‘It’s kind of useless’: Edmonton business owner frustrated after store targeted by tagging

An Edmonton business owner is comparing graffiti to peeing on private property after his store was vandalized this weekend.

Michael Kalmanovitch owns Earth’s General Store on Whyte Avenue and 96th Street, which he said was graffitied Friday night.

Kalmanovitch said he appreciates meaningful street art, but the paint on his store’s exterior resembles tagging, where people spray paint their name or initials.

“It’s not respectful and it’s not appreciated,” he said.

“It’s kind of like urinating to mark your boundary of your territory or something like that, or to say ‘I’ve been here.’ It’s kind of useless.”

This sign was painted by one of Kalmanovitch’s friends, who has since passed away. (Scott Neufeld/CBC)

Large white tags were painted on the solar panels attached to the south wall of the grocery store. Kalmanovitch said he hopes the $15,000 panels can be salvaged with a simple paint remover.

Two walls were also vandalized, along with a sign that displays the store’s name in the leaves of a painted tree. The work of art was painted by local artist Shelley Wales, and holds a lot of sentiment for Kalmanovitch.

“It’s my only memory of her because she actually died seven years ago. And somebody graffitied the bottom of that sign,” he said, noting he hopes another artist can paint over the graffiti.

Adara Hair and Body Studio, in the same shopping complex, was also affected by the vandalism.

A costly crime

These vandalized solar panels cost thousands of dollars. (Scott Neufeld/CBC)

Kalmanovitch estimated having all of the graffiti removed professionally could cost up to $1,000.

“I can’t afford that. I’m a small business person. And $1,000 is a lot of money to me,” he said, adding that the store has been the target of graffiti in the past, but not to this extent.

“We’re a grocery store, we don’t have very large margins. So when we have to put out money to clean that vandalism up, then I suffer financially quite a bit.”

Kalmanovitch said the tagging has been reported to the city, which recommends removing graffiti as quickly as possible.

“Graffiti begets graffiti,” he said. “So if you have one wall that has some graffiti on it, it’s very much likely that other people come along and start tagging it as well.”

A city representative could not be reached for comment, but the city’s graffiti management website notes tagging isn’t considered an art form. The city says tagging makes up 94 per cent of graffiti in Edmonton.



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Sherwood Park

Sherwood Park is a large hamlet in Alberta, Canada within Strathcona County that is recognized as an urban service area.[7] It is located adjacent to the City of Edmonton’s eastern boundary,[8] generally south of Highway 16 (Yellowhead Trail), west of Highway 21 and north of Highway 630 (Wye Road).[9] Other portions of Sherwood Park extend beyond Yellowhead Trail and Wye Road, while Anthony Henday Drive (Highway 216) separates Refinery Row to the west from the balance of the hamlet to the east.[9]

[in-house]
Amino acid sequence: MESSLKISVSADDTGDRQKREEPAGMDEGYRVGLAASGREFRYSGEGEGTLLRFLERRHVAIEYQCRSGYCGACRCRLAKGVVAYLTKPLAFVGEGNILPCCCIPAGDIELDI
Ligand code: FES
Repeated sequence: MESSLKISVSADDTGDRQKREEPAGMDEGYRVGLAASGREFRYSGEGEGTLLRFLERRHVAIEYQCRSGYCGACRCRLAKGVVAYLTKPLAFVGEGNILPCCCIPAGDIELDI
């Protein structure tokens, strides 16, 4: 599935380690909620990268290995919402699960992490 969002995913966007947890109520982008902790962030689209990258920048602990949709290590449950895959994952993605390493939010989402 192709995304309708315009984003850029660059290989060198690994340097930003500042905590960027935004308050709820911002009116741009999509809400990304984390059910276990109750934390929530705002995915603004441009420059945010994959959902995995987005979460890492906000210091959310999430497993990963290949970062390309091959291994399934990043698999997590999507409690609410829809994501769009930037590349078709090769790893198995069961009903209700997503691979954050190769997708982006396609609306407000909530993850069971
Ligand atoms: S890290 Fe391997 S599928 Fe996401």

Sherwood Park was established in 1955 on farmland of the Smeltzer family, east of Edmonton. With a population of 70,618 in 2016,[6] Sherwood Park has enough people to be Alberta’s seventh largest city, but technically retains the status of a hamlet. The Government of Alberta recognizes the Sherwood Park Urban Service Area as equivalent to a city.

History

Sherwood Park, originally named Campbelltown, was founded by John Hook Campbell and John Mitchell in 1953 when the Municipal District of Strathcona No. 83 approved their proposed development of a bedroom community east of Edmonton. The first homes within the community were marketed to the public in 1955. Canada Post intervened on the name of Campbelltown due to the existence of several other communities in Canada within the same name, so the community’s name was changed to Sherwood Park in 1956.
Geography

The Sherwood Park Urban Service Area is located in the Edmonton Capital Region along the western edge of central Strathcona County adjacent to the City of Edmonton.[8] The majority of the community is bound by Highway 16 (Yellowhead Highway) to the north, Highway 21 to the east, Highway 630 (Wye Road) to the south, and Anthony Henday Drive (Highway 216) to the west. The Refinery Row portion of Sherwood Park is located across Anthony Henday Drive to the west, between Sherwood Park Freeway and Highway 16. Numerous developments fronting the south side of Wye Road, including Wye Gardens, Wye Crossing, Salisbury Village and the Estates of Sherwood Park, are also within the community. Lands north of Highway 16 and south of Township Road 534/Oldman Creek between Range Road 232 (Sherwood Drive) to the west and Highway 21 to the east are also within the Sherwood Park urban service area.

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